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  19. burt (7,085 comments) says:

    DPF

    So are you saying National MPs are ‘technically’ abusing the system but it’s OK because others are doing it too ?

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  20. Nigel Kearney (747 comments) says:

    If you disregard technical details such as legality, then Len Brown did exactly the same as John Banks, i.e. accept campaign donations from wealth individuals and groups and fail to declare them on his election return. The point is that acting in your own best interests, honestly and legally, may or may not be good enough for the Herald depending on who does it.

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  21. martinh (830 comments) says:

    MikeG
    the taxpayers union seems pissed off. http://www.nzherald.co.nz/nz/news/article.cfm?c_id=1&objectid=11154765http://www.nzherald.co.nz/nz/news/article.cfm?c_id=1&objectid=11154765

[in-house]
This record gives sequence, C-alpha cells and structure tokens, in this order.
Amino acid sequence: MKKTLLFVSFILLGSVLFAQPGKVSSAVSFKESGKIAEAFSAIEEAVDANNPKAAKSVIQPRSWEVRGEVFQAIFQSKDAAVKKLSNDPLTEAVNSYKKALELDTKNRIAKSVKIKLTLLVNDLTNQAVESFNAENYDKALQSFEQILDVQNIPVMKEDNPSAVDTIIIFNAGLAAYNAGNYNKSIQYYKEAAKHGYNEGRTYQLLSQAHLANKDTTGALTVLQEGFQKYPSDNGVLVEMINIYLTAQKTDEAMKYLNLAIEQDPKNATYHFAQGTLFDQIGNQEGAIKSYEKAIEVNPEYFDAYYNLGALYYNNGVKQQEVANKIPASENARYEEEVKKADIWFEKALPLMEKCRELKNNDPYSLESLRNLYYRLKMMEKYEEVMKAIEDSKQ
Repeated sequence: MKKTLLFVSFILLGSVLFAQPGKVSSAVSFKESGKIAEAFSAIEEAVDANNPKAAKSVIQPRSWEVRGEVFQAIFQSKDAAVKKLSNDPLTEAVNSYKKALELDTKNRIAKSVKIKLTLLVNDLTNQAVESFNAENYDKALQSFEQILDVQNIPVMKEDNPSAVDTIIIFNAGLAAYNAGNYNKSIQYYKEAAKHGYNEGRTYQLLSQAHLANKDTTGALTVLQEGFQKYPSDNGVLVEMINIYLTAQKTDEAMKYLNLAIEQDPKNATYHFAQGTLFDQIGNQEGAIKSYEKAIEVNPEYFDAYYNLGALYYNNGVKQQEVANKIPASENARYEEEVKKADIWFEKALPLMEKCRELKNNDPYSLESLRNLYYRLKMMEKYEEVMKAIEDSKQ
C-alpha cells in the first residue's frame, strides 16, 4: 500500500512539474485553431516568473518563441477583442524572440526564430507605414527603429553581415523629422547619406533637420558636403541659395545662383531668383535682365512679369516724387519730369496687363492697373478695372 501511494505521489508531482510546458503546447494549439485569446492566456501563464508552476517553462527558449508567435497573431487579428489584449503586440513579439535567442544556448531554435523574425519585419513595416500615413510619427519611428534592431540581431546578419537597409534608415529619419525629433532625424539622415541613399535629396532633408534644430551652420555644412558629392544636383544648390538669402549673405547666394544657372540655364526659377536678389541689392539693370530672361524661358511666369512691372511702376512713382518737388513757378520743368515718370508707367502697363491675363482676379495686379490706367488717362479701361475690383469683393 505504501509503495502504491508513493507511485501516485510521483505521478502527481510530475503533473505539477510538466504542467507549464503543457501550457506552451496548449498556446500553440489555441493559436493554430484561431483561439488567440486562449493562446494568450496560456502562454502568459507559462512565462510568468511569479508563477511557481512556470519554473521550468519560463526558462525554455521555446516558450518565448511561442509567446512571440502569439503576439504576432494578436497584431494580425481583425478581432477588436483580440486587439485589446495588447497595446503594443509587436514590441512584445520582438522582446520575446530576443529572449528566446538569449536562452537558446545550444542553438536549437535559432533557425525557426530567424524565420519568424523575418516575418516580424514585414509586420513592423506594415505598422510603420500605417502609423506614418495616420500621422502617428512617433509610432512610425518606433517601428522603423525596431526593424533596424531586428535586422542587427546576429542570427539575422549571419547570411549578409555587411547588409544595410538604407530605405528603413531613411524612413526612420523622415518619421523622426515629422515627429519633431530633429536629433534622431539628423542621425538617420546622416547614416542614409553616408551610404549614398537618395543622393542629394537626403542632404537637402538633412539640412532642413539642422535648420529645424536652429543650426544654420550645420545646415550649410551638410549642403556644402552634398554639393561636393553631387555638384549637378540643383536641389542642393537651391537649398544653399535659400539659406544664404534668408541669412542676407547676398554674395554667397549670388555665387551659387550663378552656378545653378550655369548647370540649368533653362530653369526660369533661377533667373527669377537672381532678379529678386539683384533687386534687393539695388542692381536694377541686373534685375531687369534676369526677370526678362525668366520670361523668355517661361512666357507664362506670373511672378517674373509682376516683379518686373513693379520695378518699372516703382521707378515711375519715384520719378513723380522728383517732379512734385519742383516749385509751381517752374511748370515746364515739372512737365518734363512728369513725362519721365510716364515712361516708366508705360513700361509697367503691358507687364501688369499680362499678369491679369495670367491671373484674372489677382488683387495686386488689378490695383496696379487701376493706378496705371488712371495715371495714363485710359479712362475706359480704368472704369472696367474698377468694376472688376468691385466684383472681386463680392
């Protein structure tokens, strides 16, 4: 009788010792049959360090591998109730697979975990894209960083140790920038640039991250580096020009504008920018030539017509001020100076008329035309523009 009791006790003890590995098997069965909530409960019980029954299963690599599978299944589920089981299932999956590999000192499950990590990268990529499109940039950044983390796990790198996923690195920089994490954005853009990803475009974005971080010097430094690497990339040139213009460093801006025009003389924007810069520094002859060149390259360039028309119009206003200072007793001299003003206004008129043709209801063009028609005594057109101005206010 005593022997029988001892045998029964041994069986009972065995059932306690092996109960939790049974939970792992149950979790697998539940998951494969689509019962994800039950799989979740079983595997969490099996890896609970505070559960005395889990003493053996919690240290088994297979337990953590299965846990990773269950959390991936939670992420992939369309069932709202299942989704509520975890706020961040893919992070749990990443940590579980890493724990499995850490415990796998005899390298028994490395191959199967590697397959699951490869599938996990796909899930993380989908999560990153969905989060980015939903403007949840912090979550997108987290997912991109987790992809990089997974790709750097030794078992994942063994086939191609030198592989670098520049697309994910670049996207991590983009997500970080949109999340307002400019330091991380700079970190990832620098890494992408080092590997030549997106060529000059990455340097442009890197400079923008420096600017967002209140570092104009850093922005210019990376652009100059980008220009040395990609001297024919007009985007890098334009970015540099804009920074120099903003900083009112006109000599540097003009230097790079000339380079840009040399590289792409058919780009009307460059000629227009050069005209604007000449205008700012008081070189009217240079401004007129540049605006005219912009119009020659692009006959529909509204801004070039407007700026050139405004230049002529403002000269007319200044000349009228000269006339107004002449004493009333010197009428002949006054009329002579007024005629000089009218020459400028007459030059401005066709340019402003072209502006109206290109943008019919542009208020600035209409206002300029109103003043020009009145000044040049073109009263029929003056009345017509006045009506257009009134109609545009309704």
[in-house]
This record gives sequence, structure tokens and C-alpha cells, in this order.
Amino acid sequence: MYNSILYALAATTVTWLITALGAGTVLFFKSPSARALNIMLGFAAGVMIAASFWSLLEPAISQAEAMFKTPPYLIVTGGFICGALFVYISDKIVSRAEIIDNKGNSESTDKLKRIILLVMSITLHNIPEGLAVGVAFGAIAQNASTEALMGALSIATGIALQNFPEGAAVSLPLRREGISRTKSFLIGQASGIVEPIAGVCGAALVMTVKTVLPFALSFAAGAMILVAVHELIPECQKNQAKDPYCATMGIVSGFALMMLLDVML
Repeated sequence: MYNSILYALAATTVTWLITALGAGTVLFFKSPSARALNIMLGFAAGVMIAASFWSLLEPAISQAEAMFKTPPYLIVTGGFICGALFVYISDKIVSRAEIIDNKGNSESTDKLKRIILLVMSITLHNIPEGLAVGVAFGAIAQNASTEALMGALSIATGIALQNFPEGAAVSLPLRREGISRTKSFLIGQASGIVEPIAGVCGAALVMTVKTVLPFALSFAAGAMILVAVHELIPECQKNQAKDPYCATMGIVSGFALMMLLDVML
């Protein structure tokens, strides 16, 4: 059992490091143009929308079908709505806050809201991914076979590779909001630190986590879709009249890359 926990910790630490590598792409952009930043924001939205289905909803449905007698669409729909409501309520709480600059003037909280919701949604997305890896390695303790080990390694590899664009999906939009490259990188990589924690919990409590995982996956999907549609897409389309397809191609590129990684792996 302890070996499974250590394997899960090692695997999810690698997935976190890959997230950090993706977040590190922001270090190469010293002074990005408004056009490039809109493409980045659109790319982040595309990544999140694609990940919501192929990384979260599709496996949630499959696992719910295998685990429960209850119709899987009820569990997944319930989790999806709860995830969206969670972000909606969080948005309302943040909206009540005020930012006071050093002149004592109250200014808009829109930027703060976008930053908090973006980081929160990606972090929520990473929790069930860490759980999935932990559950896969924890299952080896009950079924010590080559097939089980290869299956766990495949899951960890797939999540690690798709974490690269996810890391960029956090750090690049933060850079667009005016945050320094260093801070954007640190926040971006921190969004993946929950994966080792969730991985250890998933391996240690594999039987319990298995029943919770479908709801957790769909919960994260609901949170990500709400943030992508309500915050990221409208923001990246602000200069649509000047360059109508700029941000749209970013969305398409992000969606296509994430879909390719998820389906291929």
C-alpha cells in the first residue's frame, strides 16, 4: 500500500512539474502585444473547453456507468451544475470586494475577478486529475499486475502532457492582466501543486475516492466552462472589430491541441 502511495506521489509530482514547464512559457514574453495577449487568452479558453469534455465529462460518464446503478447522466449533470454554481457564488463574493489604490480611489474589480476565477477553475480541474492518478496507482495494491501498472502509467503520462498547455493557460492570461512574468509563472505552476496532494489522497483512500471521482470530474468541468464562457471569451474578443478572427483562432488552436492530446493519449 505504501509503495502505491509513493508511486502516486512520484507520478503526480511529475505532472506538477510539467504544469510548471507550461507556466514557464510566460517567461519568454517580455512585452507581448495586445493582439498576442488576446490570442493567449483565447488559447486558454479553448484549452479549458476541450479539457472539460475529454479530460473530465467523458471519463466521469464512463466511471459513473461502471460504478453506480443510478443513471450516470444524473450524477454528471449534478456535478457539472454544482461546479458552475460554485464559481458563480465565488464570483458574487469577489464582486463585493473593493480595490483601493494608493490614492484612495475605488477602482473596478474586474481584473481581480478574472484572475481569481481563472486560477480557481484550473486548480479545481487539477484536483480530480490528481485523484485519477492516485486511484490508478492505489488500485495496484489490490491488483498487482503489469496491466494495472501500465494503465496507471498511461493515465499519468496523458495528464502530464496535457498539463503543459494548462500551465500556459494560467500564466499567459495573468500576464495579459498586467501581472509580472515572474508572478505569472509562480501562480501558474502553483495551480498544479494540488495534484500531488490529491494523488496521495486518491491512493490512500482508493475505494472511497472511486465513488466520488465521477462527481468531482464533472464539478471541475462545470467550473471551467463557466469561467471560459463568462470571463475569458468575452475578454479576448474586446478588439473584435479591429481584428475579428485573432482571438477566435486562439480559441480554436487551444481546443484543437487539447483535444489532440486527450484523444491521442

I cant see how Key can say its ok as they did nothing illegal, they used all kind of smoke and mirrors to make sure they could do it

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  22. MikeG (359 comments) says:

    martinh – thanks, I missed that article.

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  23. MikeG (359 comments) says:

    Nigel K – you’re implying that Len Brown knew where his donations came from. Got any proof of that? Both mayoral candidates received donations from Sky City, but only onr declared it as anonymous, even though he knew where it came from.

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  24. alwyn (359 comments) says: